The National Mall and the streets of downtown D.C. were a sea of red Tuesday as the Washington Capitals and their fans celebrated the team's historic Stanley Cup victory.
Caps players, marching bands and first responders paraded through the streets as tens of thousands of fans cheered along Constitution Avenue and on the steps of the National Archives.
Fans along Constitution chanted, "Raise the Cup!" and "Ovi! Ovi! Ovi!"
More than 40 vehicles -- buses and convertibles -- carried players and staff along the route, led by officers on motorcycles.
Goalie Braden Holtby said he always would remember the victory parade.
"Being on those buses, you guys are yelling 'thank you' to us. I want to say thank you to you guys, because every time I drive on Constitution [Avenue] for the rest of my life, I'm going to remember this day and how amazing it was, and it's all because of you guys," he said.
The final bus with Alex Ovechkin, Nicklas Backstrom, Brooks Orpik, owner Ted Leonsis and team president Dick Patrick had the Stanley Cup on board. Ovechkin hoisted the Cup over his head again and again from atop the double-decker bus.
One young fan summed it up: "THIS IS AWESOME!"
After the parade, fans flocked to the #ALLCAPS rally on the National Mall at 7th Street. Caps players spoke one by one -- drinking celebratory beers -- and linked arms to sing "We Are the Champions."
When announcers called T.J. Oshie’s name, he pulled his jersey up over his face and drank a bottle of Bud Light right through the cloth. The crowd exploded as the veteran forward kicked one leg to the crowd and dumped the remaining beer on his head.
Oshie, the fourth-leading scorer during the team’s playoff run, told the crowd that the team has heard a lot of cheers this year including, “Let’s go Caps” and “We want the cup.” He taught the crowd a cheer for next season: “Back to back! Back to back!"
Ovechkin got a little profane as he celebrated at the rally.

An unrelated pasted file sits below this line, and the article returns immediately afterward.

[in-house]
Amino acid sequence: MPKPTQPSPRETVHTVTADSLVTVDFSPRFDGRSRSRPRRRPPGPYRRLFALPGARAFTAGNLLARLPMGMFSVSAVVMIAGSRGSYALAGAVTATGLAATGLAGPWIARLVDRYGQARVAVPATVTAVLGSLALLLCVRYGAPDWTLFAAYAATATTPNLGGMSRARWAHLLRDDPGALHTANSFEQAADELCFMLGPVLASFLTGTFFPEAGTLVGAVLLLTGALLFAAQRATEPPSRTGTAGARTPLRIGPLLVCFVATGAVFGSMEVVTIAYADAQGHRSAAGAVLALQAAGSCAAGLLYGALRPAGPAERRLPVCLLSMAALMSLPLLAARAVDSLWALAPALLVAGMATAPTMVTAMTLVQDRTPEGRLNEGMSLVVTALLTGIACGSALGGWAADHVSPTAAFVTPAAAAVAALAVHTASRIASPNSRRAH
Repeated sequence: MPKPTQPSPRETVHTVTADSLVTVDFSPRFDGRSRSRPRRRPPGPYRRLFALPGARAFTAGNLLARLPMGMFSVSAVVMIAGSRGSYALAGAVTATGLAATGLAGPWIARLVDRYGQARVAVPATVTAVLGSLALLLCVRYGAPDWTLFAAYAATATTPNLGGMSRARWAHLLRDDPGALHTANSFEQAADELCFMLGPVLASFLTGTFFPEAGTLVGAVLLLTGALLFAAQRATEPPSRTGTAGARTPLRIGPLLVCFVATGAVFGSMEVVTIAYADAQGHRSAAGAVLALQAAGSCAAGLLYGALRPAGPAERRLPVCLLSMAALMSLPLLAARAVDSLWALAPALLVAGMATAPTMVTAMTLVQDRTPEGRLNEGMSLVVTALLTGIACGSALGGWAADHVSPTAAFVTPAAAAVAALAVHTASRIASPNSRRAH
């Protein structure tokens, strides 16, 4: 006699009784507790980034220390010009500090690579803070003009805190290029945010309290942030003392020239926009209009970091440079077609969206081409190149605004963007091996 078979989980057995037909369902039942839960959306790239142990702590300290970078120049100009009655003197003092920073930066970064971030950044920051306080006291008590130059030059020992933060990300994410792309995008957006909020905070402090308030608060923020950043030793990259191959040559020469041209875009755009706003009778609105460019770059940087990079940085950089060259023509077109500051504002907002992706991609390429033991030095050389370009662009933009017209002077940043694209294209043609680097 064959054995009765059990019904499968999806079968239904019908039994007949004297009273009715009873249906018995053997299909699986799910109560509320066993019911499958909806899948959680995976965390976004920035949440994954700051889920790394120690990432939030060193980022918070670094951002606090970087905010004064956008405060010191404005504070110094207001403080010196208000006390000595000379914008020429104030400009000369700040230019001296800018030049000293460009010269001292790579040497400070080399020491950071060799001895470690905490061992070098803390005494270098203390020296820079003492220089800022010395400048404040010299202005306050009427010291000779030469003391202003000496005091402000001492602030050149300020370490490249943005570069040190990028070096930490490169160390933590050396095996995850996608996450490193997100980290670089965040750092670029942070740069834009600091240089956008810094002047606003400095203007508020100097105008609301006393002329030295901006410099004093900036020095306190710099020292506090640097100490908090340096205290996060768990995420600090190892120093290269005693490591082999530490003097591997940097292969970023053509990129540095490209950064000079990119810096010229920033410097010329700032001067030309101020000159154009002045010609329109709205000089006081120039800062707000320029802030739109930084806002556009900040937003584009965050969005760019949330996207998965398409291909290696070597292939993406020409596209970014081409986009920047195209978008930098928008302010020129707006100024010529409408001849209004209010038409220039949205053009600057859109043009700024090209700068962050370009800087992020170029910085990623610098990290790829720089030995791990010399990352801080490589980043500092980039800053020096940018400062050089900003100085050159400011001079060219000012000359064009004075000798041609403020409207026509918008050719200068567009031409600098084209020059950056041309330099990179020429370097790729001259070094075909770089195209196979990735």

"Before the year, I said, 'We're not going to be f---ing suck this year! We're the Stanley Cup champions! Yeah!" he screamed. Then he hoisted the Cup over his head and kissed it to wild applause.
Ovi hoisted the roughly 35-pound trophy above his head to loud cheers and yelled, “It’s yours boys and girls and babes! Let’s go!"
Crowd members then broke into the opening riff from the White Stripes song, “Seven Nation Army," a staple anthem heard in arenas worldwide.
Fans showed up early for the parade -- and already cheering, waving flags and bearing banners -- to stake out spots along the parade route and on the Mall. Some actually showed up Monday night and camped out.
"This is the best. We have followed the Capitals for many, many years, and we wouldn't miss this for the world," said a fan who traveled from North Carolina and camped out Monday night with her husband.
Among the fans on the National Mall early Tuesday was a couple who waited with their young twins, Nick and Alex. The kids are named after Nicklas Backstrom and Alex Ovechkin.
"We've been going to the games for the past 10 years," their dad said.
The parade is the District's first sports parade since the Redskins celebrated in 1992.
Federal offices in D.C. were open Tuesday, but the White House encouraged federal agencies to grant employees two hours of administrative leave to attend the parade.
Metro trains were running on rush-hour frequencies throughout the day and will continue into the evening commute to accommodate the thousands of fans. Trains are departing end-of-line stations every eight minutes, with service as frequently as every two to four minutes at downtown stations, Metro said.
Monumental Sports submitted a permit application last Thursday -- before the team's historic win had even happened -- for a parade in downtown D.C.
Under "Purpose of event," Monumental Sports' application to the National Park Service said, "To celebrate the Stanley Cup Champions: WASHINGTON CAPITALS! ALL CAPS!"
Monumental Sports expected "100,000 + +" fans to attend, the application said.
"This is D.C. — District of Champions," one fan said early Thursday.